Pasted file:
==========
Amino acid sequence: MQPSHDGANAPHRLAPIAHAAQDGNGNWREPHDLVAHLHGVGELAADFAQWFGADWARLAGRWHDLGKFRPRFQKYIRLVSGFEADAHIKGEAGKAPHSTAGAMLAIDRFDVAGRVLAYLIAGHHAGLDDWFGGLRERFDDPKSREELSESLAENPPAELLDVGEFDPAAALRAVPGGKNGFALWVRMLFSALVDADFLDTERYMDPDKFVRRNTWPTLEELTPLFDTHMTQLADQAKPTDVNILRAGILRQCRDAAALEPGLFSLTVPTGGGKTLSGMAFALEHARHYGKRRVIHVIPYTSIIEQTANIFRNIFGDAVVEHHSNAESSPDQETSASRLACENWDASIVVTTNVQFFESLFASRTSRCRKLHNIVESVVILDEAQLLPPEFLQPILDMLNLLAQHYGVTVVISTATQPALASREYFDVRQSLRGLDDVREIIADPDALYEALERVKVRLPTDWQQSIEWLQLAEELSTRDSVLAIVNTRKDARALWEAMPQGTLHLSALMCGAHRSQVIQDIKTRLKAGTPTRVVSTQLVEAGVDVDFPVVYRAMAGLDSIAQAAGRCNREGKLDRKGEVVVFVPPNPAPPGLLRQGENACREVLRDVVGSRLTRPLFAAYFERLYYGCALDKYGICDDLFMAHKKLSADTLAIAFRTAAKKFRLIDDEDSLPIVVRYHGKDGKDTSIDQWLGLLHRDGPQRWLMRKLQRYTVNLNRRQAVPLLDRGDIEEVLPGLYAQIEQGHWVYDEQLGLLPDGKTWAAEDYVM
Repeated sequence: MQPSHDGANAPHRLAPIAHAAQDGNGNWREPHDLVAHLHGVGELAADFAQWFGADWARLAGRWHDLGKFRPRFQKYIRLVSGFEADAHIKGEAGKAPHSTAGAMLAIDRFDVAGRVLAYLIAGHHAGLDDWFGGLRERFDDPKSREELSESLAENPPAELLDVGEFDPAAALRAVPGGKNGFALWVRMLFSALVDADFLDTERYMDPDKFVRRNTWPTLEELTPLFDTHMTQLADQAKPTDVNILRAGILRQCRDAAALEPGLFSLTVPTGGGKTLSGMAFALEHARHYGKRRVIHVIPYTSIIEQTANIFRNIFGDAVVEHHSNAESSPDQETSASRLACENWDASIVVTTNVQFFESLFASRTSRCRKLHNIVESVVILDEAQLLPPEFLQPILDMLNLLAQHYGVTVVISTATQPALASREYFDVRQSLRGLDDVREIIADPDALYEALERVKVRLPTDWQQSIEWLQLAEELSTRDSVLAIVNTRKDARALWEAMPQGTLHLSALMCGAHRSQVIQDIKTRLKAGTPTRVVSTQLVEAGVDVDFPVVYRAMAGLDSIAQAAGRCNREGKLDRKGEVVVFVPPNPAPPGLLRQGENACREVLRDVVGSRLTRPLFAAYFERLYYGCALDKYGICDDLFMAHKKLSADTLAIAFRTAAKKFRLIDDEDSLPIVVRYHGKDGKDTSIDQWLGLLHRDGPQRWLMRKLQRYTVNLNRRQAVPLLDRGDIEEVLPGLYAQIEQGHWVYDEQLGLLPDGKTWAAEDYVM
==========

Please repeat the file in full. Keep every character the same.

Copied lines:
Amino acid sequence: MQPSHDGANAPHRLAPIAHAAQDGNGNWREPHDLVAHLHGVGELAADFAQWFGADWARLAGRWHDLGKFRPRFQKYIRLVSGFEADAHIKGEAGKAPHSTAGAMLAIDRFDVAGRVLAYLIAGHHAGLDDWFGGLRERFDDPKSREELSESLAENPPAELLDVGEFDPAAALRAVPGGKNGFALWVRMLFSALVDADFLDTERYMDPDKFVRRNTWPTLEELTPLFDTHMTQLADQAKPTDVNILRAGILRQCRDAAALEPGLFSLTVPTGGGKTLSGMAFALEHARHYGKRRVIHVIPYTSIIEQTANIFRNIFGDAVVEHHSNAESSPDQETSASRLACENWDASIVVTTNVQFFESLFASRTSRCRKLHNIVESVVILDEAQLLPPEFLQPILDMLNLLAQHYGVTVVISTATQPALASREYFDVRQSLRGLDDVREIIADPDALYEALERVKVRLPTDWQQSIEWLQLAEELSTRDSVLAIVNTRKDARALWEAMPQGTLHLSALMCGAHRSQVIQDIKTRLKAGTPTRVVSTQLVEAGVDVDFPVVYRAMAGLDSIAQAAGRCNREGKLDRKGEVVVFVPPNPAPPGLLRQGENACREVLRDVVGSRLTRPLFAAYFERLYYGCALDKYGICDDLFMAHKKLSADTLAIAFRTAAKKFRLIDDEDSLPIVVRYHGKDGKDTSIDQWLGLLHRDGPQRWLMRKLQRYTVNLNRRQAVPLLDRGDIEEVLPGLYAQIEQGHWVYDEQLGLLPDGKTWAAEDYVM
Repeated sequence: MQPSHDGANAPHRLAPIAHAAQDGNGNWREPHDLVAHLHGVGELAADFAQWFGADWARLAGRWHDLGKFRPRFQKYIRLVSGFEADAHIKGEAGKAPHSTAGAMLAIDRFDVAGRVLAYLIAGHHAGLDDWFGGLRERFDDPKSREELSESLAENPPAELLDVGEFDPAAALRAVPGGKNGFALWVRMLFSALVDADFLDTERYMDPDKFVRRNTWPTLEELTPLFDTHMTQLADQAKPTDVNILRAGILRQCRDAAALEPGLFSLTVPTGGGKTLSGMAFALEHARHYGKRRVIHVIPYTSIIEQTANIFRNIFGDAVVEHHSNAESSPDQETSASRLACENWDASIVVTTNVQFFESLFASRTSRCRKLHNIVESVVILDEAQLLPPEFLQPILDMLNLLAQHYGVTVVISTATQPALASREYFDVRQSLRGLDDVREIIADPDALYEALERVKVRLPTDWQQSIEWLQLAEELSTRDSVLAIVNTRKDARALWEAMPQGTLHLSALMCGAHRSQVIQDIKTRLKAGTPTRVVSTQLVEAGVDVDFPVVYRAMAGLDSIAQAAGRCNREGKLDRKGEVVVFVPPNPAPPGLLRQGENACREVLRDVVGSRLTRPLFAAYFERLYYGCALDKYGICDDLFMAHKKLSADTLAIAFRTAAKKFRLIDDEDSLPIVVRYHGKDGKDTSIDQWLGLLHRDGPQRWLMRKLQRYTVNLNRRQAVPLLDRGDIEEVLPGLYAQIEQGHWVYDEQLGLLPDGKTWAAEDYVM